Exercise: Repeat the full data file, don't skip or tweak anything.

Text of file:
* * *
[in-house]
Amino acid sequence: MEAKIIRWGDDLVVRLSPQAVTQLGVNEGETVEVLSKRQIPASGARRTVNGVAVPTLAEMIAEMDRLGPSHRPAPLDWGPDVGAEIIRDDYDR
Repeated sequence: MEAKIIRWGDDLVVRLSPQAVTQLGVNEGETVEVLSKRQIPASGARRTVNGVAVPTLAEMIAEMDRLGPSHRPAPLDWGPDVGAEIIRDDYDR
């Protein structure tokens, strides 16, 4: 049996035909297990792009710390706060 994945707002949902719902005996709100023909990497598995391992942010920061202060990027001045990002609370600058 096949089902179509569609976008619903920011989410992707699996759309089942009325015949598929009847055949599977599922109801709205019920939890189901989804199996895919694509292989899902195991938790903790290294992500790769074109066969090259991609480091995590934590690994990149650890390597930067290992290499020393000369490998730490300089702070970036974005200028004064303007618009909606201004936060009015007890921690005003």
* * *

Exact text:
[in-house]
Amino acid sequence: MEAKIIRWGDDLVVRLSPQAVTQLGVNEGETVEVLSKRQIPASGARRTVNGVAVPTLAEMIAEMDRLGPSHRPAPLDWGPDVGAEIIRDDYDR
Repeated sequence: MEAKIIRWGDDLVVRLSPQAVTQLGVNEGETVEVLSKRQIPASGARRTVNGVAVPTLAEMIAEMDRLGPSHRPAPLDWGPDVGAEIIRDDYDR
């Protein structure tokens, strides 16, 4: 049996035909297990792009710390706060 994945707002949902719902005996709100023909990497598995391992942010920061202060990027001045990002609370600058 096949089902179509569609976008619903920011989410992707699996759309089942009325015949598929009847055949599977599922109801709205019920939890189901989804199996895919694509292989899902195991938790903790290294992500790769074109066969090259991609480091995590934590690994990149650890390597930067290992290499020393000369490998730490300089702070970036974005200028004064303007618009909606201004936060009015007890921690005003």